Everyone else has already established that Bravely Default is amazing, so if you haven’t played it and have any love for JRPGs or the good Final Fantasy games you owe it to yourself to check it out. The game made an extremely positive impression on me early on, and actually elicited the comment “This game is perfect” about 30 minutes in, once a particularly great piece of music began playing. It also has a very strong ending, and a slightly less amazing but still good alternate ending. The only negative criticism I can think of is that in the back third (we’ll call it Chapter 5) the game slows down quite a bit and becomes repetitive as you have to repeat a very similar cycle over and over, and the game could’ve handled things differently. It is still fantastic, and although not offically in the Final Fantasy series, it does a better job of being a Final Fantasy game than any other FF game has in the past decade (except FFXIV A Realm Reborn – that game was solid).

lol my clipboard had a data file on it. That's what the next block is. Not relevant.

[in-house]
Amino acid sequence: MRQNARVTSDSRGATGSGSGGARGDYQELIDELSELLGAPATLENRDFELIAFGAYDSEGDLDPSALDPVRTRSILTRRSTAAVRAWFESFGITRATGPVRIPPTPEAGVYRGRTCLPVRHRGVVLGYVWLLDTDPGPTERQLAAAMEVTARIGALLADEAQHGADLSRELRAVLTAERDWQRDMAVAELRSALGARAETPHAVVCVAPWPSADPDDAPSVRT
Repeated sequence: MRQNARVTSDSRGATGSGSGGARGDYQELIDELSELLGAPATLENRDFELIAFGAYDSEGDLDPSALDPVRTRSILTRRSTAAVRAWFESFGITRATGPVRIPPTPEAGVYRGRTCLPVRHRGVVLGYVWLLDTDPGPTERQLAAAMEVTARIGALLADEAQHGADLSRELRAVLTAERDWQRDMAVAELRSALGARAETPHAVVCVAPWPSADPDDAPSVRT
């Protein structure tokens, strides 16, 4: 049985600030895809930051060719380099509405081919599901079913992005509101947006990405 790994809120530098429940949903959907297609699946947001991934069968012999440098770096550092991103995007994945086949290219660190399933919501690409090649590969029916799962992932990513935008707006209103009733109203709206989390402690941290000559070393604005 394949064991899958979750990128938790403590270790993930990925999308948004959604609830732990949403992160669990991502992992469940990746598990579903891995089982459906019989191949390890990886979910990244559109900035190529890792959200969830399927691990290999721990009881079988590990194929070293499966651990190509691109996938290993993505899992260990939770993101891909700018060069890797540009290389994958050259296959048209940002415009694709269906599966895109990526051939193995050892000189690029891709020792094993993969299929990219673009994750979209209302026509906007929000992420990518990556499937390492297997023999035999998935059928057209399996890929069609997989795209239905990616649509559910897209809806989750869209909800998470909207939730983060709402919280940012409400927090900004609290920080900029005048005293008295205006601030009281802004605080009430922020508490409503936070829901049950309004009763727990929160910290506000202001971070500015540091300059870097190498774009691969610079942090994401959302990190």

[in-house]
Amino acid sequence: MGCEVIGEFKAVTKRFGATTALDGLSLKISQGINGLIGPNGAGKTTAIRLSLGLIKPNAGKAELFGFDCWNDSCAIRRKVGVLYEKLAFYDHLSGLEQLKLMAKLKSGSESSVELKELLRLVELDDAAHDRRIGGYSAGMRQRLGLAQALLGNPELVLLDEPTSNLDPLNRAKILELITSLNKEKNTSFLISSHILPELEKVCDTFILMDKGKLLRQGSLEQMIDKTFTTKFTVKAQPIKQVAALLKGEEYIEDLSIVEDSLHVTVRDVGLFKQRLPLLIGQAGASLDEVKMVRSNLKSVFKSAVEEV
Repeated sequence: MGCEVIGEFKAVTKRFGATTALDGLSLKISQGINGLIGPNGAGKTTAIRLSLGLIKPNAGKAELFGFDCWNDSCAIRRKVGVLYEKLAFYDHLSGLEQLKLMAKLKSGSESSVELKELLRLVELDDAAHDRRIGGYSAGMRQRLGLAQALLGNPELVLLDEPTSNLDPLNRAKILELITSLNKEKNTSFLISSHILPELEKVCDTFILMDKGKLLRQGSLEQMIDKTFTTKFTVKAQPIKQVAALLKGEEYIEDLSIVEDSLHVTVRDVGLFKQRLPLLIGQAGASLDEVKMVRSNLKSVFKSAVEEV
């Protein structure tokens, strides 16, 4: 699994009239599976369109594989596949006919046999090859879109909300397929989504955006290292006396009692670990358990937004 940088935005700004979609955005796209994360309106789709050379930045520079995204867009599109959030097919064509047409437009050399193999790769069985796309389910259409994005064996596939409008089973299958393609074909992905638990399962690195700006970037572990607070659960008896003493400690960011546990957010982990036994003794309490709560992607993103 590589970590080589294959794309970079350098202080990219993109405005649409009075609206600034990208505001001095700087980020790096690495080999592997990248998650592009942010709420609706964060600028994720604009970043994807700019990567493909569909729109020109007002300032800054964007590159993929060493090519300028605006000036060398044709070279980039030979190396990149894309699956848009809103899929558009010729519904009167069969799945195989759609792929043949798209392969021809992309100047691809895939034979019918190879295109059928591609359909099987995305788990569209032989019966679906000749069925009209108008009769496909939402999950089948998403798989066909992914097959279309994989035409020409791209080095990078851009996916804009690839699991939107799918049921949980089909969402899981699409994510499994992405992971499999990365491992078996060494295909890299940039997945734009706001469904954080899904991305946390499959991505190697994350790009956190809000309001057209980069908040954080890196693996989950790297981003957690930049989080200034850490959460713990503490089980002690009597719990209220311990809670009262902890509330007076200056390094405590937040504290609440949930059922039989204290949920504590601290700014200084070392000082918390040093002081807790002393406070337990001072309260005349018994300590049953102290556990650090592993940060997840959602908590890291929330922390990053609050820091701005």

Here’s the lightning overview of what it makes Bravely Default special:
It’s a classical JRPG in the mold of Final Fantasy IV meets Dragon Quest (puns included), but in a 3D environment with occasional pre-rendered backdrops (similar to FFVII) and with better art than either
It has a job system similar to FFV/FF Tactics. This means it has an implementation of the best job system ever
It has a decent plot that turns into a bit of a mystery towards the end, and an extremely epic finale (even considering that video games generally set the bar for “epic ending” pretty high)
It has very, very good music
It has two good characters and two annoying ones. By the end everyone becomes more likeable.
It knows people may not like grinding, so you can double or quadruple the speed of the random encounters
It also lets you turn off enemy encounters entirely. Or you can double them. You can also change the difficulty of the game whenever you want. Overall the game gives the player a lot of control over their experience.